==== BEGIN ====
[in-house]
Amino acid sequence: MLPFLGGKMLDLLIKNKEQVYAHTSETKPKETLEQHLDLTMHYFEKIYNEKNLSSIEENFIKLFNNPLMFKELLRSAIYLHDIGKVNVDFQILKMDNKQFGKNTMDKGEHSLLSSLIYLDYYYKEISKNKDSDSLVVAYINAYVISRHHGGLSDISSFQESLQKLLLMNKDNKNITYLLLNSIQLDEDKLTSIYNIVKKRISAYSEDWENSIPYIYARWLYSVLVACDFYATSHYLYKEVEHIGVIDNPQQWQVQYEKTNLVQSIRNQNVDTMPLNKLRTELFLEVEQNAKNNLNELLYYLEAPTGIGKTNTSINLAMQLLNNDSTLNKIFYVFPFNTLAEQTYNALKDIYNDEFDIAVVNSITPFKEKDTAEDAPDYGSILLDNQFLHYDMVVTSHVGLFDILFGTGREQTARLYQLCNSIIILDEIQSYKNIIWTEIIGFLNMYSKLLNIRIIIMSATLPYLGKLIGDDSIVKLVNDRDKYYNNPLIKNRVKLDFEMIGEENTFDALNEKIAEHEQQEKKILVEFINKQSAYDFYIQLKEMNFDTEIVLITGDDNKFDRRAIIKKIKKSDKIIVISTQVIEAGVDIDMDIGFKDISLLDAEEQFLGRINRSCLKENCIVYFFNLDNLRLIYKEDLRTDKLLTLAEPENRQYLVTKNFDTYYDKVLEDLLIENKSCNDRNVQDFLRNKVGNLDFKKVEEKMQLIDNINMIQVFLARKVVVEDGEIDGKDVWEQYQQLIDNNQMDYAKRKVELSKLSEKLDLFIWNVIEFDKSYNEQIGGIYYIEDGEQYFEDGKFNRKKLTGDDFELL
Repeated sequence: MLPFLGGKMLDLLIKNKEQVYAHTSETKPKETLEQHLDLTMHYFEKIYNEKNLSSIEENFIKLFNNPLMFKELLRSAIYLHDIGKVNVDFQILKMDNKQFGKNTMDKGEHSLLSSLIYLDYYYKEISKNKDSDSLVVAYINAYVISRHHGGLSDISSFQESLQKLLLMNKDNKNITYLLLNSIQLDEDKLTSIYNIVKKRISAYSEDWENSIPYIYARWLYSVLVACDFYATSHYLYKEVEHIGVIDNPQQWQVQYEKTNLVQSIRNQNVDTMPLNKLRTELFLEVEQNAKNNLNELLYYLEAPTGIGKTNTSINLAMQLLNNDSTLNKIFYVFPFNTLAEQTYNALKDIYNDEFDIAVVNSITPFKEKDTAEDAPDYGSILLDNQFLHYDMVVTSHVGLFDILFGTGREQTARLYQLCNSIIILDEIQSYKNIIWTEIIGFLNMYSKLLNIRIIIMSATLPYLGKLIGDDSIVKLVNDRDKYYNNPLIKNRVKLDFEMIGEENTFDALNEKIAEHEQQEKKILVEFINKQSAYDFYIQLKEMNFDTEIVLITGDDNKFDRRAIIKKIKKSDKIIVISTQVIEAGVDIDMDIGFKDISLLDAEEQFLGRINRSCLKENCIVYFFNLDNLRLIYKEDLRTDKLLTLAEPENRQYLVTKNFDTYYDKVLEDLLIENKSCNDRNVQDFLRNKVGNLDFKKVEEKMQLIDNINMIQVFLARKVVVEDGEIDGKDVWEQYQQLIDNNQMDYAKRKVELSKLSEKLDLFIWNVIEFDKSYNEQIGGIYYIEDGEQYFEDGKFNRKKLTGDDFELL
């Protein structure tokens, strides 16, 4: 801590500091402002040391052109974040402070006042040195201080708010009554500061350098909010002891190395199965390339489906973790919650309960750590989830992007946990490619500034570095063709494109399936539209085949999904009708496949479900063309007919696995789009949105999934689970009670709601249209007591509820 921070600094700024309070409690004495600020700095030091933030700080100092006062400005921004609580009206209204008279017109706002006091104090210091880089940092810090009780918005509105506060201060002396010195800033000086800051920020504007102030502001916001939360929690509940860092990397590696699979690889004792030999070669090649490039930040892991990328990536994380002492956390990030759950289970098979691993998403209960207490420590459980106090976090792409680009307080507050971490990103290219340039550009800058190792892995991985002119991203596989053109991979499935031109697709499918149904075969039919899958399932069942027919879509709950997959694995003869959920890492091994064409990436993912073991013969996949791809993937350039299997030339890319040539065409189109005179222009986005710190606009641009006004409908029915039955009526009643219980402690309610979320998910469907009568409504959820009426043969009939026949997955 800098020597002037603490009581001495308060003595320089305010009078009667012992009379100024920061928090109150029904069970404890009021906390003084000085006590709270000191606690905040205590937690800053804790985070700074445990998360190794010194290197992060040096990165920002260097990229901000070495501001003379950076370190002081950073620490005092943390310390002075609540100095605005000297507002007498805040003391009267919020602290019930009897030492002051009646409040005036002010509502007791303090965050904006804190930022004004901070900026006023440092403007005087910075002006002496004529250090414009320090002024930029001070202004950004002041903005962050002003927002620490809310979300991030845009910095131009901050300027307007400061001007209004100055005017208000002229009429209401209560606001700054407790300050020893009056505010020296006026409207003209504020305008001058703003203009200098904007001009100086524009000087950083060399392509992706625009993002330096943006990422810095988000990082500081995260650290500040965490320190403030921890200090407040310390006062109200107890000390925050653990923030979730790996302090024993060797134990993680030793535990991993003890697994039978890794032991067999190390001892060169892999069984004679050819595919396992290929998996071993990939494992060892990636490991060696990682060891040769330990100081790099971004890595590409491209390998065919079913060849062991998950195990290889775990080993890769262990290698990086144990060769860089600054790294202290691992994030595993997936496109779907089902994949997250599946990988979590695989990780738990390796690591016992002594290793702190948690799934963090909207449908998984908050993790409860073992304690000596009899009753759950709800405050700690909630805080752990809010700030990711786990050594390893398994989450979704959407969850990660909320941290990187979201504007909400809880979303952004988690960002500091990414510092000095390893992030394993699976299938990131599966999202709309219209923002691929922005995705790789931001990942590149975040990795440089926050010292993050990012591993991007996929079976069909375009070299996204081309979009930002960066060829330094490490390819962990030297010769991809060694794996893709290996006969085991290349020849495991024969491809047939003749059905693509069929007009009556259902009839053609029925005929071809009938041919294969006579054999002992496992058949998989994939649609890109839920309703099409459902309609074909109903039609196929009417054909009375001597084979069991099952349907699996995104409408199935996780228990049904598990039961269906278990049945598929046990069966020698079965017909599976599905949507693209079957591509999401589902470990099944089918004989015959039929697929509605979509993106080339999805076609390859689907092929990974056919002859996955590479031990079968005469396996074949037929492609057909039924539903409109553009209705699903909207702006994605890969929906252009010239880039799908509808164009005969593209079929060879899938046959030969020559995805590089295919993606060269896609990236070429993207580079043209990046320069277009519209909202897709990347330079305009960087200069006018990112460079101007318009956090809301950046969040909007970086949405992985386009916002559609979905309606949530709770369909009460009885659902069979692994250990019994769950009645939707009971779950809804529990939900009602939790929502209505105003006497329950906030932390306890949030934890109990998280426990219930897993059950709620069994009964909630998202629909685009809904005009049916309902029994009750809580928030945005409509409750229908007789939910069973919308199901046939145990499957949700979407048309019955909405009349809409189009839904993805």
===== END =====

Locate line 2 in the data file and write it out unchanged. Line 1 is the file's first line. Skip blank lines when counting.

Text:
Amino acid sequence: MLPFLGGKMLDLLIKNKEQVYAHTSETKPKETLEQHLDLTMHYFEKIYNEKNLSSIEENFIKLFNNPLMFKELLRSAIYLHDIGKVNVDFQILKMDNKQFGKNTMDKGEHSLLSSLIYLDYYYKEISKNKDSDSLVVAYINAYVISRHHGGLSDISSFQESLQKLLLMNKDNKNITYLLLNSIQLDEDKLTSIYNIVKKRISAYSEDWENSIPYIYARWLYSVLVACDFYATSHYLYKEVEHIGVIDNPQQWQVQYEKTNLVQSIRNQNVDTMPLNKLRTELFLEVEQNAKNNLNELLYYLEAPTGIGKTNTSINLAMQLLNNDSTLNKIFYVFPFNTLAEQTYNALKDIYNDEFDIAVVNSITPFKEKDTAEDAPDYGSILLDNQFLHYDMVVTSHVGLFDILFGTGREQTARLYQLCNSIIILDEIQSYKNIIWTEIIGFLNMYSKLLNIRIIIMSATLPYLGKLIGDDSIVKLVNDRDKYYNNPLIKNRVKLDFEMIGEENTFDALNEKIAEHEQQEKKILVEFINKQSAYDFYIQLKEMNFDTEIVLITGDDNKFDRRAIIKKIKKSDKIIVISTQVIEAGVDIDMDIGFKDISLLDAEEQFLGRINRSCLKENCIVYFFNLDNLRLIYKEDLRTDKLLTLAEPENRQYLVTKNFDTYYDKVLEDLLIENKSCNDRNVQDFLRNKVGNLDFKKVEEKMQLIDNINMIQVFLARKVVVEDGEIDGKDVWEQYQQLIDNNQMDYAKRKVELSKLSEKLDLFIWNVIEFDKSYNEQIGGIYYIEDGEQYFEDGKFNRKKLTGDDFELL